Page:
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Do yourself a favor and blow this video up to full screen, throw it on HD and let the combination of intense visuals (courtesy of some insane time-lapse photography of our own planet Earth) and the mammoth, sweeping score that Hans Zimmer put together for Christopher Nolan’s Inception (specifically the track “Dream is Collapsing”) wash over you. The video, assembled by Mike Flores, presents some stunning landscapes of our fair planet with an awe-inspiring eye. And when the score is mixed in, it feels as if we’re watching the birth of life itself. That Hans Zimmer, it’s as if he were meant to score the great moments of humanity or something. Or maybe just every Chris Nolan movie. It’s about the same. [via Gizmodo]

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If you read my review of Inception not long ago, you know that I sung the praises of Christopher Nolan and his cast. Inception was an incredible film, almost flawless in its execution, and just plain fun in every conceivable way. After the film, I had the opportunity to participate in the Inception Press Junket — almost the entire cast on stage, and hear all about the development of the film — from concept, to production, and music — I’ve got some behind the scenes goodness to share with you today.

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There’s a musical quality when Hans Zimmer speaks. Sometimes stammering his way through sentences, the native German sounds equal parts Rudolf Klein-Rogge and Jeremy Irons in Die Hard with a Vengeance. All of that is lifted by a sunshine sense of humor that seems to get out in front of him and lead the way. Over a three decade career, Zimmer has built a reputation for quality in film scoring. It could easily be said that he’s had the privilege of working with some of the best directors in the business, but it could just as easily be said that it is they who have had the privilege of working with him. His most recent work can be heard through the booms, haunting piano keys, and ever-present synth modulations that support Leonardo Dicaprio as he steals around the dreams of Inception. Yesterday, it was I who had the privilege of speaking with the composer about the fear inherent in every new job, the connective tissue between Japanese electropop and Russian choirs, and what he’s trying to say with his music.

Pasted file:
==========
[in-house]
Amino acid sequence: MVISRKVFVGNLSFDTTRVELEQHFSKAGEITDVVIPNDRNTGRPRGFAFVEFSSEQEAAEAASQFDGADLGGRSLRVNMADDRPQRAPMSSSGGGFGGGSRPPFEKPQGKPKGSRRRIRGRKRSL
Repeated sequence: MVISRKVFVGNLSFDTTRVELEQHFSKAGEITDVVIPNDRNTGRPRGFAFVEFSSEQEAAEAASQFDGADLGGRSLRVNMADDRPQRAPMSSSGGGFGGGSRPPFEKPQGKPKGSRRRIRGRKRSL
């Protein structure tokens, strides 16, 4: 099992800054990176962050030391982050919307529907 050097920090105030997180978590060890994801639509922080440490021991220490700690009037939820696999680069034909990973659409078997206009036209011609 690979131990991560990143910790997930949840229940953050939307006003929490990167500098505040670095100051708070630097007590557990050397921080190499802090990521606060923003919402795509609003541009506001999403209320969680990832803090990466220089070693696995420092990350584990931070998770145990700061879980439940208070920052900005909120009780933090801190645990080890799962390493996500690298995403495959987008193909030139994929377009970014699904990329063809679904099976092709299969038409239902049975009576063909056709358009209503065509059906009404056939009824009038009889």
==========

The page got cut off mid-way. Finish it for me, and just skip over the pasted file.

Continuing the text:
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Heath Ledger in The Dark Knight

When I look back through this past year, one film easily rises above the rest in the realm of soundtrack: The Dark Knight. The following video gives us a behind the soundboard look at the creation of The Joker’s theme.

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The musical score from The Dark Knight is still getting play on my music list, now it’s going to get a chance at an Academy Award.

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published: 12.19.2014
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published: 12.18.2014
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published: 12.17.2014